Director: April Mullen.

Starring: Erika Linder, Natalie Krill, Sebastian Pigott, Mayko Nguyen.

Running time: 92 minutes.

(You can find it on Netflix).

Jasmine is a successful fashion editor living with her fiancé in Toronto. On a night out in the city with her best friend, she meets Dallas, a female roofer recently out of a relationship. Surprised by the confidence with which the two very different women connect, Jasmine becomes infatuated with the mysterious woman who is working with a crew on the house next door to Jasmine’s. The chance meeting soon turns into desire that ignites in Jasmine which she becomes more acquainted with Dallas which leads Jasmine to accompany Dallas to her low-rent loft where the two women soon engage in a passionate affair. As much as Jasmine struggles with her feelings over being sexually involved with another woman, she fears her tryst with Dallas might ruin her engagement with her fiancé should it ever become known.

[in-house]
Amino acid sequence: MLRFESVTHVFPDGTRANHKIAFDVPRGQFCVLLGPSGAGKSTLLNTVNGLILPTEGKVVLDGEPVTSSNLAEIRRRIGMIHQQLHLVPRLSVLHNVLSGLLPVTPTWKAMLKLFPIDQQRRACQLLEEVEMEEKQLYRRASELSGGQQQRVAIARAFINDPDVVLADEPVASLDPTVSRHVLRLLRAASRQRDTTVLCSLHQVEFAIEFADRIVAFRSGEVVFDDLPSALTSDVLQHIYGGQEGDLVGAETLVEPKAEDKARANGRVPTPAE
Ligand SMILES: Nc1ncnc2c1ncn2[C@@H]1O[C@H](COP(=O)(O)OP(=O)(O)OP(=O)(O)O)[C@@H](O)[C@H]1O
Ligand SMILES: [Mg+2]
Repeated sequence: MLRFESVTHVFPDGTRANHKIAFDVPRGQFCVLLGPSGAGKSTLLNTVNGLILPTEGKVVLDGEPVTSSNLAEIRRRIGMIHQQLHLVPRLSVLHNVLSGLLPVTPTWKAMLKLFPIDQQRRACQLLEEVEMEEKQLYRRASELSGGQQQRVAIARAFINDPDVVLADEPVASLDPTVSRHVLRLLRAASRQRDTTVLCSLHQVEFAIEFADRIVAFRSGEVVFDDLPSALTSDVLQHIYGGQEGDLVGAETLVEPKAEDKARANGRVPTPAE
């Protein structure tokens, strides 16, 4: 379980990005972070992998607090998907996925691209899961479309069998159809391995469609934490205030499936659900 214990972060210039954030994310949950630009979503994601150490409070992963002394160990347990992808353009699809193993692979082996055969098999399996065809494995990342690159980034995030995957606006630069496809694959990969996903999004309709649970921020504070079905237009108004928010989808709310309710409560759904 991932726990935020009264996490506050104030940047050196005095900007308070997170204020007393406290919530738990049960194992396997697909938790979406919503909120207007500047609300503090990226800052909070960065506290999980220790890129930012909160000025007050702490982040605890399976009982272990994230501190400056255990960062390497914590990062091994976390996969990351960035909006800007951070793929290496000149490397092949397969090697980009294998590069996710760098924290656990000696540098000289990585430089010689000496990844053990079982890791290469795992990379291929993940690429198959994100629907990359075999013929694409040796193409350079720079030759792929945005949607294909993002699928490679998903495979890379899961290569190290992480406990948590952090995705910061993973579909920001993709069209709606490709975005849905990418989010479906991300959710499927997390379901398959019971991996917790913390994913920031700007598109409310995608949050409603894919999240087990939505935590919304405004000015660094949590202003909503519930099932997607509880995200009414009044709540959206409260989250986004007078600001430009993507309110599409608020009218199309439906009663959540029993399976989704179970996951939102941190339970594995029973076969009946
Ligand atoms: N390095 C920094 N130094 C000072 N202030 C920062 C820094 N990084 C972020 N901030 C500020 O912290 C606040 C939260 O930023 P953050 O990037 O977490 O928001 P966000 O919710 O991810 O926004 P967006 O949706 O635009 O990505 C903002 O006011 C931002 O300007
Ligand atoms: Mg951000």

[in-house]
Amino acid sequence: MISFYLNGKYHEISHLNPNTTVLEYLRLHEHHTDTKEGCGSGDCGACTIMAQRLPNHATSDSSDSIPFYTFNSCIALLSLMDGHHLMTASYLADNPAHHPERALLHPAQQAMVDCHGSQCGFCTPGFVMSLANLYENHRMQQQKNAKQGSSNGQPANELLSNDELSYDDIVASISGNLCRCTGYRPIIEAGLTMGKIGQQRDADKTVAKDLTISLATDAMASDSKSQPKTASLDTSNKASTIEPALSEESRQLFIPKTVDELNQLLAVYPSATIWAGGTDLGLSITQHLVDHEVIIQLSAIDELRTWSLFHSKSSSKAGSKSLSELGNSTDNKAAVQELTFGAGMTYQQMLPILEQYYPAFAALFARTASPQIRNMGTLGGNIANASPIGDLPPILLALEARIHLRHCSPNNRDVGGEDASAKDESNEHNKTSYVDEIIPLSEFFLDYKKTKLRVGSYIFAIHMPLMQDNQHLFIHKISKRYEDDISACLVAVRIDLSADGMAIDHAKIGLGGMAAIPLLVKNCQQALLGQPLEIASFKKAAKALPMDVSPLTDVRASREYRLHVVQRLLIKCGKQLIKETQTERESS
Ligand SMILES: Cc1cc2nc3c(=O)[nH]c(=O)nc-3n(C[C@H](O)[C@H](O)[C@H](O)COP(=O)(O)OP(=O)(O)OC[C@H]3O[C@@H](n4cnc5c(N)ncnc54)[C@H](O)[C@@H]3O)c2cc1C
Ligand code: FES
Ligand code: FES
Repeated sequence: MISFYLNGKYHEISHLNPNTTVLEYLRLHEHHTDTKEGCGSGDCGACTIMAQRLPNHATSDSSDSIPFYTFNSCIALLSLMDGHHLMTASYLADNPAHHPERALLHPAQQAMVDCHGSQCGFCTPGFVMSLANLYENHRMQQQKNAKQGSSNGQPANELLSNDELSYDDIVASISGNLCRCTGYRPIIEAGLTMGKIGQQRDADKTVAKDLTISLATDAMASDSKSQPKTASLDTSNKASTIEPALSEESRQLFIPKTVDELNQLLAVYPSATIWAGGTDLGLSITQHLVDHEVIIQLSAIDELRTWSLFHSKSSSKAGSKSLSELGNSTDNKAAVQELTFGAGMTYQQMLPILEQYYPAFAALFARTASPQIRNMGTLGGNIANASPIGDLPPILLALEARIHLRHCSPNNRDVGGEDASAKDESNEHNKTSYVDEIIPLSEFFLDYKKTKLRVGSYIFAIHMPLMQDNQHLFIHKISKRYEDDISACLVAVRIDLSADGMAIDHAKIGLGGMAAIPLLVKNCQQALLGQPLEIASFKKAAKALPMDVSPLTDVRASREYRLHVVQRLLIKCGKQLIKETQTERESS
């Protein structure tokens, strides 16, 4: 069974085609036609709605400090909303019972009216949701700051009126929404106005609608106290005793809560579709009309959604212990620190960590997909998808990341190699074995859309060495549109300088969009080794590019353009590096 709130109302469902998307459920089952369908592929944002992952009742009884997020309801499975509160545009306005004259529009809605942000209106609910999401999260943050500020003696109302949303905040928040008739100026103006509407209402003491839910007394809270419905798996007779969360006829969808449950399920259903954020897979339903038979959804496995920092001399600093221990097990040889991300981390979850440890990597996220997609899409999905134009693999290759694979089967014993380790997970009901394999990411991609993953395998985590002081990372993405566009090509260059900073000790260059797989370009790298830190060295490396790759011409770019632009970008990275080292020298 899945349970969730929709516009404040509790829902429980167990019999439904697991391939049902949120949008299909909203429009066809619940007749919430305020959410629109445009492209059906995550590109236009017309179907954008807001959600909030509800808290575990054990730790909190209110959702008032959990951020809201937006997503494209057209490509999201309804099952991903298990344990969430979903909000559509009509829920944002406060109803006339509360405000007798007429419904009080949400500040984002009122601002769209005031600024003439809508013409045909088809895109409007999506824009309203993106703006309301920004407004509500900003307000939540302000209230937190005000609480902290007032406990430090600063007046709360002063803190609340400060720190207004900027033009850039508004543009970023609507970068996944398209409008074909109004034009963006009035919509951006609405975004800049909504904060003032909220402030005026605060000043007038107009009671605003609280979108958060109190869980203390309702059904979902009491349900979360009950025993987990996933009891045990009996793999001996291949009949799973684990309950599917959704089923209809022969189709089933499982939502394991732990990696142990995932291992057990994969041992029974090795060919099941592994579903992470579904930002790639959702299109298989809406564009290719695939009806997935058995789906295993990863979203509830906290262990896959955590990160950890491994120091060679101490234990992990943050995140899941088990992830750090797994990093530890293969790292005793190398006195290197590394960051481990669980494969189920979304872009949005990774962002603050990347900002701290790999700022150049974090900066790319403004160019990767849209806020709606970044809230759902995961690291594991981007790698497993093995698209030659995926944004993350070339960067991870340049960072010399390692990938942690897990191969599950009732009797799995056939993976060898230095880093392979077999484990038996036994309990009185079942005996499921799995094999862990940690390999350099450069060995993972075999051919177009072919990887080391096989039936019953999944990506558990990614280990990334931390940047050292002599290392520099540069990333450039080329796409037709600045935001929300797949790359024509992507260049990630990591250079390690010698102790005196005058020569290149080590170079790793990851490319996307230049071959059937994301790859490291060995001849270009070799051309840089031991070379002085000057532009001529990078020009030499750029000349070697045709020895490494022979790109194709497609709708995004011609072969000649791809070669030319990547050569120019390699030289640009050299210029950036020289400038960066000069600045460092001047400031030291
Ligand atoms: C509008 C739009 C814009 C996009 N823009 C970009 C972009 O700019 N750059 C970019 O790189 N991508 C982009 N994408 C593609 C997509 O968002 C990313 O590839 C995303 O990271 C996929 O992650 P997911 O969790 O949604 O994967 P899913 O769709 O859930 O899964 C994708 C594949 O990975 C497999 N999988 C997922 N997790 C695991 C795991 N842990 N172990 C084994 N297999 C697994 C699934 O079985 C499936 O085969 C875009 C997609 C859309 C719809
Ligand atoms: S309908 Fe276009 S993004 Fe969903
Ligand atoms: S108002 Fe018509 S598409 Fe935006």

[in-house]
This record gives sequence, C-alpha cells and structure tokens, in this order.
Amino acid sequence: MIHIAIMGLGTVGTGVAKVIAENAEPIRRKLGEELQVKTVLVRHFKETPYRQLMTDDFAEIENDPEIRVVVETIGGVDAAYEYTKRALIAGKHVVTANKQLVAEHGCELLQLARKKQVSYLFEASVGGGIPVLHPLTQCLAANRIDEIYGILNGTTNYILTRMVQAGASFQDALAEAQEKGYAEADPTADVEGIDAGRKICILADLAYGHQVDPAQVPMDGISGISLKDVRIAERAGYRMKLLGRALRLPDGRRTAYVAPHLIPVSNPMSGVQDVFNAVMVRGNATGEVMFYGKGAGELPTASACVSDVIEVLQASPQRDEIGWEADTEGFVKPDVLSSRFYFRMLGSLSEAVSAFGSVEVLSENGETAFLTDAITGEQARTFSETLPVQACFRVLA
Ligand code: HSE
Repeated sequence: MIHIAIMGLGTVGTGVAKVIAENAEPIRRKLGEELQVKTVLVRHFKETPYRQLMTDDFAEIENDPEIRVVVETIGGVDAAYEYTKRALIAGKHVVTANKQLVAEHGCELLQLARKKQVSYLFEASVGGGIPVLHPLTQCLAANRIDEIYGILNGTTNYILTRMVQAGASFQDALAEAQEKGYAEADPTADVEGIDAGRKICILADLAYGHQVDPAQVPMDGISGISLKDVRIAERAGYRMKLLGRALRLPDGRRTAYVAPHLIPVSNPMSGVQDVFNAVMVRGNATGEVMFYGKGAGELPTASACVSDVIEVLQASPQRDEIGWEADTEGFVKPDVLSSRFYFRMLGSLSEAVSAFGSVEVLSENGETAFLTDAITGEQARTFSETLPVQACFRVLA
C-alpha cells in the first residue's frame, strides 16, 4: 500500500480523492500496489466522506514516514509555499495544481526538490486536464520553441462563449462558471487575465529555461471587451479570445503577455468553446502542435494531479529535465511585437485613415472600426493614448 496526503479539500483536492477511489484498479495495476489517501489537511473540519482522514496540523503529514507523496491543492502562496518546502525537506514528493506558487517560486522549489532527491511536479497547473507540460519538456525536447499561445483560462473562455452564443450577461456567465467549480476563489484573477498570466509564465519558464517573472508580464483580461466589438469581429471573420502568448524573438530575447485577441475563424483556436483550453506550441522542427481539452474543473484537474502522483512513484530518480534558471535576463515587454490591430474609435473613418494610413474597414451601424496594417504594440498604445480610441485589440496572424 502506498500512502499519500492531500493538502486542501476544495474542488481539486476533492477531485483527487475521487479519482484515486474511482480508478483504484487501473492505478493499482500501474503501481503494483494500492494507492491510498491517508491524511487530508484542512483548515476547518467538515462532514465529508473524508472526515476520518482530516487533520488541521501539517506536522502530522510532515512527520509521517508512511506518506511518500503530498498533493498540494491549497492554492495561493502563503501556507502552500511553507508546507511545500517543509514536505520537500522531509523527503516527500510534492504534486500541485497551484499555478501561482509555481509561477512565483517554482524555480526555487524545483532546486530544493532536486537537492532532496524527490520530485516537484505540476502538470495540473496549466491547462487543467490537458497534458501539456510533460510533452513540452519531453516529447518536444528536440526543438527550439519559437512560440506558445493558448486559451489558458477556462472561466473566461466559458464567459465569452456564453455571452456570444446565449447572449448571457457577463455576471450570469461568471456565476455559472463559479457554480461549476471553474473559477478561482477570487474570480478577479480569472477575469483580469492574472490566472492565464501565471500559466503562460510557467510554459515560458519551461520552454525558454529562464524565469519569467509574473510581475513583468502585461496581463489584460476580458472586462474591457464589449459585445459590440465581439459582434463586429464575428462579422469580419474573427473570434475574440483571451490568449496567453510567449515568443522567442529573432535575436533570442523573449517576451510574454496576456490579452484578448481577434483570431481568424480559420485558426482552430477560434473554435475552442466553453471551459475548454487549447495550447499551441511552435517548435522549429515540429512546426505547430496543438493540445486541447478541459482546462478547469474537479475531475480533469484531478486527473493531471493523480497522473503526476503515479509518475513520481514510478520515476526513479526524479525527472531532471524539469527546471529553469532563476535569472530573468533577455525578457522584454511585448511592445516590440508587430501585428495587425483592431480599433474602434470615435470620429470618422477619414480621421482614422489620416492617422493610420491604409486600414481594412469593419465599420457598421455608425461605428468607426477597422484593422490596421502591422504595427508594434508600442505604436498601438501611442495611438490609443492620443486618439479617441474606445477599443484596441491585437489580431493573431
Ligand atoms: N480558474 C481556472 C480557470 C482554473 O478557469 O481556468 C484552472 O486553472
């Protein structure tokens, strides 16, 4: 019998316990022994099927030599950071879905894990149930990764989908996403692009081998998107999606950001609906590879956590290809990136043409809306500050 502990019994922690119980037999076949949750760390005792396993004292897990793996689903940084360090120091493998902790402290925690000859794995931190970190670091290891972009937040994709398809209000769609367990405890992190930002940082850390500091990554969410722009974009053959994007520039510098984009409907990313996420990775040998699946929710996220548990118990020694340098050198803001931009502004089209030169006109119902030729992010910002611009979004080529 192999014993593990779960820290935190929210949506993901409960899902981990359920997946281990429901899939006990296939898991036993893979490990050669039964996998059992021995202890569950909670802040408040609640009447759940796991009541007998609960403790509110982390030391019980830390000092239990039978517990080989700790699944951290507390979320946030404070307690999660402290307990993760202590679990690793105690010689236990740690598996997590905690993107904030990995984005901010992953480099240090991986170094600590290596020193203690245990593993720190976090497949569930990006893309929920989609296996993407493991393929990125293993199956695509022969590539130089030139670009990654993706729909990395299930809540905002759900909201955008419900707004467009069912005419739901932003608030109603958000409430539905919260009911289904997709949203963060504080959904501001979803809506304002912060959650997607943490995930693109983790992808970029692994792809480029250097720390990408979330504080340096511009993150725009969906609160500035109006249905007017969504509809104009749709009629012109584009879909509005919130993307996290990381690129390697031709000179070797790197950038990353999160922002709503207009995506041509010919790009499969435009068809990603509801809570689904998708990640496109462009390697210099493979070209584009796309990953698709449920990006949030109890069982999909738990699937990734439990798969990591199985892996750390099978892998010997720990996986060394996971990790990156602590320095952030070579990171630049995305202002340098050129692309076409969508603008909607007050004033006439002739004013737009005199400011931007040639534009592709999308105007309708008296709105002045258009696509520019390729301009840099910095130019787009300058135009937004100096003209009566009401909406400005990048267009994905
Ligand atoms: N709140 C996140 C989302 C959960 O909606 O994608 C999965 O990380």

(Source Wikipedia).

Pride (2014)

Director: Matthew Warchus.

Starring: Bill Nighy, Imelda Staunton, Dominic West, Andrew Scott, George MacKay, Ben Schnetzer, Joseph Gilgun.

Running time: 120 minutes